Legal Expert Explains Sex Crime Stings vs. Entrapment - NBC29 WVIR Charlottesville, VA News, Sports and Weather

Legal Expert Explains Sex Crime Stings vs. Entrapment

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People across Virginia are seeing familiar faces in the news for horrible reasons. Just this week, Augusta County sheriff’s deputies arrested a popular former Western Albemarle High School teacher on child sex crime charges.

It happened in an online sting, with an investigator posing as a young teenager. John Patterson showed up Tuesday to what he thought was a meeting with a 13-year-old boy. He had arranged it online. It turned out the meeting was actually with police, who arrested him on the spot.

NBC29's legal analyst, Lloyd Snook, says when police pose as teenagers and set up these meetings, it's rare whoever gets arrested can claim entrapment.

"The bottom line on entrapment is if it's your idea, you lose, if it's the cop’s ideas, you might win. But even if it's the cop's idea you have to prove that if it wasn't for something they did, you would never in a million years have thought of this,” Snook said.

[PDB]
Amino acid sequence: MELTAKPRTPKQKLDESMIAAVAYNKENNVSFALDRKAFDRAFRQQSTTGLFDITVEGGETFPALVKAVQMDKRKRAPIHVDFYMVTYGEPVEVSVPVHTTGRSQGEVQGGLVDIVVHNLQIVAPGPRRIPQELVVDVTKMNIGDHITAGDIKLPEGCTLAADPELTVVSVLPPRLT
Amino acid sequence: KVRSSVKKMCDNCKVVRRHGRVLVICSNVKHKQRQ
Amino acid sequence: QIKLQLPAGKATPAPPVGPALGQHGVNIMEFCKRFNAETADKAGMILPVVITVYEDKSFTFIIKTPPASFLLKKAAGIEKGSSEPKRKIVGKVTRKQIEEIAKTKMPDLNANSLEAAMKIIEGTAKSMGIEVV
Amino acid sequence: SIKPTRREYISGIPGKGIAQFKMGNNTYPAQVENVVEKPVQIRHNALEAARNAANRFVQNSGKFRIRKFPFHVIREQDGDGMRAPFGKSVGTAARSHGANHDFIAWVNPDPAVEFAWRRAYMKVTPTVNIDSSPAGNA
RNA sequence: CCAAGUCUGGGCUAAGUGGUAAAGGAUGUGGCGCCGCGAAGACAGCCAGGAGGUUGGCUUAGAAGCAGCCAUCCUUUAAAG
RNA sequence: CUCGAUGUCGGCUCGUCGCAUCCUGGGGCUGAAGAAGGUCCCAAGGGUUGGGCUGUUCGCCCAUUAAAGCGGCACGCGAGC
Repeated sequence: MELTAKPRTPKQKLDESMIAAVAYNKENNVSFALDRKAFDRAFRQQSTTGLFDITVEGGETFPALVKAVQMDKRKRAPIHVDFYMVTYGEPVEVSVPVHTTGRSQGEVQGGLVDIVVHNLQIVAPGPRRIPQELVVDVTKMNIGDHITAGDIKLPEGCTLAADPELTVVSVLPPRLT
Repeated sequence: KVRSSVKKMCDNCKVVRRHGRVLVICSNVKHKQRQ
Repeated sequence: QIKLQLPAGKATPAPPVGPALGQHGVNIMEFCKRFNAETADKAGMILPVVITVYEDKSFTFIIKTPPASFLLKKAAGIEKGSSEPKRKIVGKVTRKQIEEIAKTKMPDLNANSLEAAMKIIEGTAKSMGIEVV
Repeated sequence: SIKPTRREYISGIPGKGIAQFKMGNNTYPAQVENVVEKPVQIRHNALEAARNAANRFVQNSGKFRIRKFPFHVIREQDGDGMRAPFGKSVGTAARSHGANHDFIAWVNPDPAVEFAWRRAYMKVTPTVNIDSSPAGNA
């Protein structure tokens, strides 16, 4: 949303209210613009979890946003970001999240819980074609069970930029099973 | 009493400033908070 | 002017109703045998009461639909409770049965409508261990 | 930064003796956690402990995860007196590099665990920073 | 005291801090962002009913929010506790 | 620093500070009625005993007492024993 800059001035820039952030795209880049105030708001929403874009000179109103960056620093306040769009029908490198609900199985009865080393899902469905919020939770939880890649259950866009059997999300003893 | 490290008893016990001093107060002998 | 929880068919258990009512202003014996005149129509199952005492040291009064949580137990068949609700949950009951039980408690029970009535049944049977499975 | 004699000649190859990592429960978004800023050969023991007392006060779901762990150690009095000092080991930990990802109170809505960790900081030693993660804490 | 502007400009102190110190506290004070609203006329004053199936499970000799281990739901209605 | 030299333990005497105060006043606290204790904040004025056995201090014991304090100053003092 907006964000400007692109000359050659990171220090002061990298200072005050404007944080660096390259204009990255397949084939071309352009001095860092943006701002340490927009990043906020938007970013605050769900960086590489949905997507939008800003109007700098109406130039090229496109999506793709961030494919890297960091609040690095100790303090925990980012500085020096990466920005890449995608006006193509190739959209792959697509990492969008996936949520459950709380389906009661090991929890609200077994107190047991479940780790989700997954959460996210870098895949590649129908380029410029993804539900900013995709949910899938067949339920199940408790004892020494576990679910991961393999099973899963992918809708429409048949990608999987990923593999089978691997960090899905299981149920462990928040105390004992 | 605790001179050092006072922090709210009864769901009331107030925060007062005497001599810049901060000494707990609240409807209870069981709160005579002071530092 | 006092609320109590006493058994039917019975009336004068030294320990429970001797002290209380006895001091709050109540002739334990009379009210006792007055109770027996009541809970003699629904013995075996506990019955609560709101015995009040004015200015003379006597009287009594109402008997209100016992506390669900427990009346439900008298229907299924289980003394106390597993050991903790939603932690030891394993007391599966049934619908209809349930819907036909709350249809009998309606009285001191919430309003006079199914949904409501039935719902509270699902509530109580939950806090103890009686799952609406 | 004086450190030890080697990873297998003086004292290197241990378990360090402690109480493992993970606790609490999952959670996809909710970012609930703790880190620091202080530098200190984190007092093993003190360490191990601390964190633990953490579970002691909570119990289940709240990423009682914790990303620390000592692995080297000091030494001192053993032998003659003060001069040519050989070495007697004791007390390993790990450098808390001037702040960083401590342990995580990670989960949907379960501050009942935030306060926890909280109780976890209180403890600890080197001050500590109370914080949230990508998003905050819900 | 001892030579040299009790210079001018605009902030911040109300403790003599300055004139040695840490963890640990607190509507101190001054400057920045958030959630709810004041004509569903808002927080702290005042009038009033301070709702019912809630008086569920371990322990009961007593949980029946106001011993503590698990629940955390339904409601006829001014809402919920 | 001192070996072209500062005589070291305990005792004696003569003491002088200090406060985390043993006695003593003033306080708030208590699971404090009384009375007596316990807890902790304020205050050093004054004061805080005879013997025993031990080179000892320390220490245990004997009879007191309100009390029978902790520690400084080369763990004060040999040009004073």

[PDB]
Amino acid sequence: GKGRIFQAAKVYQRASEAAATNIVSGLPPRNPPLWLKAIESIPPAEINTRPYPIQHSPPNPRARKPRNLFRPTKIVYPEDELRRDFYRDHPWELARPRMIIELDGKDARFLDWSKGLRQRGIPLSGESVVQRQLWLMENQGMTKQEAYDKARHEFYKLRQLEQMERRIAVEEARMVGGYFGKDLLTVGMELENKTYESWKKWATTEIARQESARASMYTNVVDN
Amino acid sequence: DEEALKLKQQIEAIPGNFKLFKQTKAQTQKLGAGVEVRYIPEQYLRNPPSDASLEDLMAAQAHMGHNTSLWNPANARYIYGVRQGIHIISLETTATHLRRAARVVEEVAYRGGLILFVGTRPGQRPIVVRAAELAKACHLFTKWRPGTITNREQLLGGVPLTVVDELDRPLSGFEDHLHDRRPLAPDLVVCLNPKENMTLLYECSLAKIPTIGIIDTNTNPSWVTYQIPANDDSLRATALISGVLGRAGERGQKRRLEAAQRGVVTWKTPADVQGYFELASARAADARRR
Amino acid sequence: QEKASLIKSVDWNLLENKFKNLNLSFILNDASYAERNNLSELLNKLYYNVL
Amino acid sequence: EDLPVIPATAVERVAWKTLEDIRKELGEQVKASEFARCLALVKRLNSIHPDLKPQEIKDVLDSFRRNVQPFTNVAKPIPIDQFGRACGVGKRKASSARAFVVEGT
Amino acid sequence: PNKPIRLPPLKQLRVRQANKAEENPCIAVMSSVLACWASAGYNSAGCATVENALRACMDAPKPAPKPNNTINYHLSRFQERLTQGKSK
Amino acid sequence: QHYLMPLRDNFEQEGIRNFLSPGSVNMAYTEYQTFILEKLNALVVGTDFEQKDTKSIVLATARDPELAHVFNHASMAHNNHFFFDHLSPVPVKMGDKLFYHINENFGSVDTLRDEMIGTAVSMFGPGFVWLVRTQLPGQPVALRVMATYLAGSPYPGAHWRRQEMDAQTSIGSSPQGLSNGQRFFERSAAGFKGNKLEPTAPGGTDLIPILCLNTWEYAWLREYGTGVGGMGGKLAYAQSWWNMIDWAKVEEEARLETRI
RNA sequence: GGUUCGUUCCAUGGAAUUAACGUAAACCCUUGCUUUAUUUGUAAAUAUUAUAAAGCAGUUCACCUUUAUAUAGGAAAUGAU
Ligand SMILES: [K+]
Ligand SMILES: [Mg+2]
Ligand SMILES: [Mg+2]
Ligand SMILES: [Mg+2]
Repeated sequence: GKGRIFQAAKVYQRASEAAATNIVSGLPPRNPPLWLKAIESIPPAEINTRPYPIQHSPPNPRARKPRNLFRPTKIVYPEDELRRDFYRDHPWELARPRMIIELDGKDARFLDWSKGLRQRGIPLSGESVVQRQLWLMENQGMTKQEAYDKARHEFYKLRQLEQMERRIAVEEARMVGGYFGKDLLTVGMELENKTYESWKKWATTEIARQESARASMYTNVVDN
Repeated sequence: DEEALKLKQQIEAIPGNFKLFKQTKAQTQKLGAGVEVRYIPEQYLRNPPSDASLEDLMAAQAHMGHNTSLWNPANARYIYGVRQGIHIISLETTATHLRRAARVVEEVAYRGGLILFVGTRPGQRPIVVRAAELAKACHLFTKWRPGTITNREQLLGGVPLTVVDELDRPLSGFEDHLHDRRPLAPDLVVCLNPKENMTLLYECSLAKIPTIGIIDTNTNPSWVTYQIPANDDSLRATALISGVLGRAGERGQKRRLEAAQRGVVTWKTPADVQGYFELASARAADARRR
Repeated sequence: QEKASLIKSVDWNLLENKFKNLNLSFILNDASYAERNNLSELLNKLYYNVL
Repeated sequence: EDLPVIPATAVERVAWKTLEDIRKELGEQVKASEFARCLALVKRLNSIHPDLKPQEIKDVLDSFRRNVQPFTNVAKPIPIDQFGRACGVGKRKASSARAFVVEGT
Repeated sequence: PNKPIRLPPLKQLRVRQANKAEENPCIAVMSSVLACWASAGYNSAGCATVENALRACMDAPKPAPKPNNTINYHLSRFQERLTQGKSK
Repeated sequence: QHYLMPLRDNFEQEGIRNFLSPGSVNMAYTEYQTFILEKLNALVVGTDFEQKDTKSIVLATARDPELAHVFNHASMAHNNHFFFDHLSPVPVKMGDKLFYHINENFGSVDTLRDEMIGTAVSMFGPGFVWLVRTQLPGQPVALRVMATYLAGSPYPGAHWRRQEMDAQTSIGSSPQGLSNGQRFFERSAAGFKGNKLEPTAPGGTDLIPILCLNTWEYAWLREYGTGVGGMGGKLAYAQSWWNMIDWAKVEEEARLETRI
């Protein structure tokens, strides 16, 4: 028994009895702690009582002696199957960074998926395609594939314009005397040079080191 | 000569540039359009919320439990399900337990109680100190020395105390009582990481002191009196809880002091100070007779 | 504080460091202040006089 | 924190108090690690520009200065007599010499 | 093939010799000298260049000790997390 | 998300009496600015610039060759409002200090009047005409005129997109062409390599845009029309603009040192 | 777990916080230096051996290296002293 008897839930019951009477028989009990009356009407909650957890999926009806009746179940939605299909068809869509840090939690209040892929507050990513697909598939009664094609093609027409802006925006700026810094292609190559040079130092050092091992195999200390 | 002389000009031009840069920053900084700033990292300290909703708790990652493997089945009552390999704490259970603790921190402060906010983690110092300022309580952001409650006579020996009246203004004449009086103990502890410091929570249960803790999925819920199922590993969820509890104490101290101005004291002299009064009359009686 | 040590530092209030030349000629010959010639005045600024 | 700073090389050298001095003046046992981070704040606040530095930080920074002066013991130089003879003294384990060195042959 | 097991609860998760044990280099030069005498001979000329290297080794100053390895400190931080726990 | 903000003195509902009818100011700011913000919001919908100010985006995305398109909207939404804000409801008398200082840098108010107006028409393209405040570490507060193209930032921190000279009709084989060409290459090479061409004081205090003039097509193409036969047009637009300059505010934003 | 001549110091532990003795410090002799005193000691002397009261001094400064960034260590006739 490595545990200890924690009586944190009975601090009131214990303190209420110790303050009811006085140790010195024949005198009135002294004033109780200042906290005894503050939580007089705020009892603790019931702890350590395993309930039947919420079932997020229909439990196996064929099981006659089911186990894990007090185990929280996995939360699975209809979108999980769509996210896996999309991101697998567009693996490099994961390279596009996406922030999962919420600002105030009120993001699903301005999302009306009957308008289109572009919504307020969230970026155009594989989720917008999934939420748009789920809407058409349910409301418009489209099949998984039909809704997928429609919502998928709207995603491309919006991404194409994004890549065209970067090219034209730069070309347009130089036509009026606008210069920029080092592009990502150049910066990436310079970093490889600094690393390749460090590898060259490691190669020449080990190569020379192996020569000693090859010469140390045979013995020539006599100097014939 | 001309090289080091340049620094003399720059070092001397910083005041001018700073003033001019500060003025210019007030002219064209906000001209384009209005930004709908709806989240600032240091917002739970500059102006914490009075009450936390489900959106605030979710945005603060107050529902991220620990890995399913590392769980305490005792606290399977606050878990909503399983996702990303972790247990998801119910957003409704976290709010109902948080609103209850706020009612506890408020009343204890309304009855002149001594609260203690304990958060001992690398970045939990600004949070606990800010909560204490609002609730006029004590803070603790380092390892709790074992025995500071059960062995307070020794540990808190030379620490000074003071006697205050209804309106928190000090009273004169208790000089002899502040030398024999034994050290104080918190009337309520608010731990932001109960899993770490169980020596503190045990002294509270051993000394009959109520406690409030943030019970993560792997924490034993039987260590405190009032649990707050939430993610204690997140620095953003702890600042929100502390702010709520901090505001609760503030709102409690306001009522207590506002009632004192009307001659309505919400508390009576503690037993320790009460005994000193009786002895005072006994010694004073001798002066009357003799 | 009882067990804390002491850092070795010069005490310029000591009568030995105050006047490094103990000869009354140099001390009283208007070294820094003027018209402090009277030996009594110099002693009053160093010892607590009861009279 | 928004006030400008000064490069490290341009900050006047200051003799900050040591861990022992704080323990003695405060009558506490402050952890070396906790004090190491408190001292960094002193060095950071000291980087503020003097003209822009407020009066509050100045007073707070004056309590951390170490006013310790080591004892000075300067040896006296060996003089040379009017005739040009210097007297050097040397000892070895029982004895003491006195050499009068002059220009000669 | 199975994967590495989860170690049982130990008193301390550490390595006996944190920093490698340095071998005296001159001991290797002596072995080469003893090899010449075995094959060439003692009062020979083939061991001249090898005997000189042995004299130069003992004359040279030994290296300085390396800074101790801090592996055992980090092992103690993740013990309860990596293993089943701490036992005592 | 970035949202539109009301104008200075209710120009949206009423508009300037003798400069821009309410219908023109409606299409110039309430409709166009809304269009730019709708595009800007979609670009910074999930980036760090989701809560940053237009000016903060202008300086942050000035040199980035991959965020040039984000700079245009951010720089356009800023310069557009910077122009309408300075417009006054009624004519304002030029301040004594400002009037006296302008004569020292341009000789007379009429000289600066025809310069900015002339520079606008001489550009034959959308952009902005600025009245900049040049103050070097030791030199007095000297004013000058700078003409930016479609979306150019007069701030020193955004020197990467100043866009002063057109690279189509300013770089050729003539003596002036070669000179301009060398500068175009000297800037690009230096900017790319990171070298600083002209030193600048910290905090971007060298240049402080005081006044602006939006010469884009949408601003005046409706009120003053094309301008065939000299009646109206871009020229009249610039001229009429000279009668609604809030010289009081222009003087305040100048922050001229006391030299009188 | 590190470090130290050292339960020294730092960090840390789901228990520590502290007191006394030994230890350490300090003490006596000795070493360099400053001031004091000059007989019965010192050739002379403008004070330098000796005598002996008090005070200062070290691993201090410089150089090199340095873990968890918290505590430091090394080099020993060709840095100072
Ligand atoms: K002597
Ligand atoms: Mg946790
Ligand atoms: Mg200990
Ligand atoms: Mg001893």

Patterson is not alone. Matthew Musselwhite is on probation after Albemarle police, posing as a 14-year-old girl, arrested him. And former police and school resource officer John Nuckolls is behind bars after Staunton police picked him up during a meeting with who he thought he was a 14-year-old girl.

Snook says none of these men are likely to win their cases.

"In the ordinary case, the prosecution has the only burden of proof. In an entrapment case, the defendant has to prove that he wouldn't have done it if it wasn't for something police did,” Snook said.

Snook says that would be hard to do, since the undercover officers who pose as teenagers know what they're doing.

"They're trained to know how to go up to the edge, and then to cause you to go over the edge," he said.

Meanwhile, other police officers have turned their attention to parents and children, trying to protect them when it comes to the Internet.

"For parents we try to tell them to prepare their children for the online world as if it were the real world: don't talk to strangers," said Sgt. TD Layman with the Albemarle County Sheriff's Office.

Layman's advice to kids is: "If you can't put a face with a friend online, then they should not be your friend online."
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